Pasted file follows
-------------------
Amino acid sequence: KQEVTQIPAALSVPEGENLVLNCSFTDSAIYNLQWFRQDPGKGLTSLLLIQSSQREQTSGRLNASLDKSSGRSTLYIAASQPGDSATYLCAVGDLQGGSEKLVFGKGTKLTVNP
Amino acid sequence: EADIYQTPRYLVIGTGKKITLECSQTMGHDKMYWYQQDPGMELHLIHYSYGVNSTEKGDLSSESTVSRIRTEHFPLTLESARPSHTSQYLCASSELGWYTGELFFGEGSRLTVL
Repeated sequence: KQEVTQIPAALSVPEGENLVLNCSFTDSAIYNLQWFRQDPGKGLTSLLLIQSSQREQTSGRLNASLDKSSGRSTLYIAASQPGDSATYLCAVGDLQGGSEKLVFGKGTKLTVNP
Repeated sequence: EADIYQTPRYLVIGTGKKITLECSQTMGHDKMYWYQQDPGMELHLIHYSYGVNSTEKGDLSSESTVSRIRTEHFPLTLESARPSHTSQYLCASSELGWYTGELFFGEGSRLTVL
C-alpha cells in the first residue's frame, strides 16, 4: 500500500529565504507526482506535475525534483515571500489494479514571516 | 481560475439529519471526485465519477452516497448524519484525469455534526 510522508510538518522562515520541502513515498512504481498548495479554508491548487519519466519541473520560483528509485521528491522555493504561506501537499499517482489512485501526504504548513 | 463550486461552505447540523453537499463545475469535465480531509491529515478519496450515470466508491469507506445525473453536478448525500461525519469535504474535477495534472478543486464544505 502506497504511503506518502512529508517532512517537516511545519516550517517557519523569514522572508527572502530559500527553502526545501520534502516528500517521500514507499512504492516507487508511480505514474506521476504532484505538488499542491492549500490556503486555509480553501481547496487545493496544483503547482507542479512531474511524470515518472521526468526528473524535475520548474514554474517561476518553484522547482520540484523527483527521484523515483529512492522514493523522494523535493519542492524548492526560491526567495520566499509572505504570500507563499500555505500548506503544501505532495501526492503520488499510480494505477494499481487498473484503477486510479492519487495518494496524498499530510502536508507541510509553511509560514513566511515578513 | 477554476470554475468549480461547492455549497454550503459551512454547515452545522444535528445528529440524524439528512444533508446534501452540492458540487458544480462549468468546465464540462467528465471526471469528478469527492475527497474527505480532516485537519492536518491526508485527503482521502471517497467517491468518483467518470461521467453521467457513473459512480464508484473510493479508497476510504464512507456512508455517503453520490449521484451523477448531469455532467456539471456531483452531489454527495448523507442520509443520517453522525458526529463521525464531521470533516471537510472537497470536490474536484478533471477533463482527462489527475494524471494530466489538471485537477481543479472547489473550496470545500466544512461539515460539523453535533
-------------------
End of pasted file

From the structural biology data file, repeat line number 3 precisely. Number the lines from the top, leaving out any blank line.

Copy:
Repeated sequence: KQEVTQIPAALSVPEGENLVLNCSFTDSAIYNLQWFRQDPGKGLTSLLLIQSSQREQTSGRLNASLDKSSGRSTLYIAASQPGDSATYLCAVGDLQGGSEKLVFGKGTKLTVNP